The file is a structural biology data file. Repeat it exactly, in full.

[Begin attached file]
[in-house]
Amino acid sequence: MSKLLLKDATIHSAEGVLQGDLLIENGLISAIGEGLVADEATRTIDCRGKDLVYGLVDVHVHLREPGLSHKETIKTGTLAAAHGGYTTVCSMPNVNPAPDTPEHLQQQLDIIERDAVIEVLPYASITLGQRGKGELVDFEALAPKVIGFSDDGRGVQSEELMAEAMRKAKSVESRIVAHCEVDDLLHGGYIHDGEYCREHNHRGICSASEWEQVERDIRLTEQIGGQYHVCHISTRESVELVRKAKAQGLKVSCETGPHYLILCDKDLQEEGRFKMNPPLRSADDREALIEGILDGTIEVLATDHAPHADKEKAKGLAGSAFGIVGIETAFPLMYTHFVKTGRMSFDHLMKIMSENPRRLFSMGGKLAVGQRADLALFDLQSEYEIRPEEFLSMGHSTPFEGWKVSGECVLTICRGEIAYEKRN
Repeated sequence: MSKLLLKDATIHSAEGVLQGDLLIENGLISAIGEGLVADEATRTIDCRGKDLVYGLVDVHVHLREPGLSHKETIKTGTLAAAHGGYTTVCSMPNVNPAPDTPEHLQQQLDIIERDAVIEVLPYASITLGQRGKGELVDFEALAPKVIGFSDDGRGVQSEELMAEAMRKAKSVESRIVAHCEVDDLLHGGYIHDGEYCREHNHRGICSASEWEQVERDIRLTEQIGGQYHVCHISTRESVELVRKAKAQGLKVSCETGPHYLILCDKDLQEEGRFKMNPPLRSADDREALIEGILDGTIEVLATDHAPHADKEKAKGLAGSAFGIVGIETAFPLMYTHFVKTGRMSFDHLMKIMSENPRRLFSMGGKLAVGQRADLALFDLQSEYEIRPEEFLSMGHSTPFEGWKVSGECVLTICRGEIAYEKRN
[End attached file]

[in-house]
Amino acid sequence: MSKLLLKDATIHSAEGVLQGDLLIENGLISAIGEGLVADEATRTIDCRGKDLVYGLVDVHVHLREPGLSHKETIKTGTLAAAHGGYTTVCSMPNVNPAPDTPEHLQQQLDIIERDAVIEVLPYASITLGQRGKGELVDFEALAPKVIGFSDDGRGVQSEELMAEAMRKAKSVESRIVAHCEVDDLLHGGYIHDGEYCREHNHRGICSASEWEQVERDIRLTEQIGGQYHVCHISTRESVELVRKAKAQGLKVSCETGPHYLILCDKDLQEEGRFKMNPPLRSADDREALIEGILDGTIEVLATDHAPHADKEKAKGLAGSAFGIVGIETAFPLMYTHFVKTGRMSFDHLMKIMSENPRRLFSMGGKLAVGQRADLALFDLQSEYEIRPEEFLSMGHSTPFEGWKVSGECVLTICRGEIAYEKRN
Repeated sequence: MSKLLLKDATIHSAEGVLQGDLLIENGLISAIGEGLVADEATRTIDCRGKDLVYGLVDVHVHLREPGLSHKETIKTGTLAAAHGGYTTVCSMPNVNPAPDTPEHLQQQLDIIERDAVIEVLPYASITLGQRGKGELVDFEALAPKVIGFSDDGRGVQSEELMAEAMRKAKSVESRIVAHCEVDDLLHGGYIHDGEYCREHNHRGICSASEWEQVERDIRLTEQIGGQYHVCHISTRESVELVRKAKAQGLKVSCETGPHYLILCDKDLQEEGRFKMNPPLRSADDREALIEGILDGTIEVLATDHAPHADKEKAKGLAGSAFGIVGIETAFPLMYTHFVKTGRMSFDHLMKIMSENPRRLFSMGGKLAVGQRADLALFDLQSEYEIRPEEFLSMGHSTPFEGWKVSGECVLTICRGEIAYEKRN